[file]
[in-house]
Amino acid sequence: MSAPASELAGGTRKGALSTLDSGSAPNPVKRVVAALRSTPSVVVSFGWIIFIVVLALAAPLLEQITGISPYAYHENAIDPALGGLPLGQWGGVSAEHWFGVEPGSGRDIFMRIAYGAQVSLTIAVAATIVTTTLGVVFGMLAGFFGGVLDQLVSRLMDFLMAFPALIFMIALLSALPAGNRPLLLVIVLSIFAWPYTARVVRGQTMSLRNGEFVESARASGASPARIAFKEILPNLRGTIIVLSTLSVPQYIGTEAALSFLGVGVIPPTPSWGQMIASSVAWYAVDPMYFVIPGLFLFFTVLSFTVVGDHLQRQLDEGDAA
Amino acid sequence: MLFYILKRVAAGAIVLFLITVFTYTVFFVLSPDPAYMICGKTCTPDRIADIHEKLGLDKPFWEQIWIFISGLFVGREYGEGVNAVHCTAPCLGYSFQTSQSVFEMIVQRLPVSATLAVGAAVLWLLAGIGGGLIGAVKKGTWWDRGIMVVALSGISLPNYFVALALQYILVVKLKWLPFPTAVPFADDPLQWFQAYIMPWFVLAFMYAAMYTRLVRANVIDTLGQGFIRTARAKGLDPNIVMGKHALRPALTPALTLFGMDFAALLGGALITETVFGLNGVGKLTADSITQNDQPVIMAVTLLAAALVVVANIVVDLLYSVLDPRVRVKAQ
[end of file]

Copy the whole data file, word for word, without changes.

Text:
[in-house]
Amino acid sequence: MSAPASELAGGTRKGALSTLDSGSAPNPVKRVVAALRSTPSVVVSFGWIIFIVVLALAAPLLEQITGISPYAYHENAIDPALGGLPLGQWGGVSAEHWFGVEPGSGRDIFMRIAYGAQVSLTIAVAATIVTTTLGVVFGMLAGFFGGVLDQLVSRLMDFLMAFPALIFMIALLSALPAGNRPLLLVIVLSIFAWPYTARVVRGQTMSLRNGEFVESARASGASPARIAFKEILPNLRGTIIVLSTLSVPQYIGTEAALSFLGVGVIPPTPSWGQMIASSVAWYAVDPMYFVIPGLFLFFTVLSFTVVGDHLQRQLDEGDAA
Amino acid sequence: MLFYILKRVAAGAIVLFLITVFTYTVFFVLSPDPAYMICGKTCTPDRIADIHEKLGLDKPFWEQIWIFISGLFVGREYGEGVNAVHCTAPCLGYSFQTSQSVFEMIVQRLPVSATLAVGAAVLWLLAGIGGGLIGAVKKGTWWDRGIMVVALSGISLPNYFVALALQYILVVKLKWLPFPTAVPFADDPLQWFQAYIMPWFVLAFMYAAMYTRLVRANVIDTLGQGFIRTARAKGLDPNIVMGKHALRPALTPALTLFGMDFAALLGGALITETVFGLNGVGKLTADSITQNDQPVIMAVTLLAAALVVVANIVVDLLYSVLDPRVRVKAQ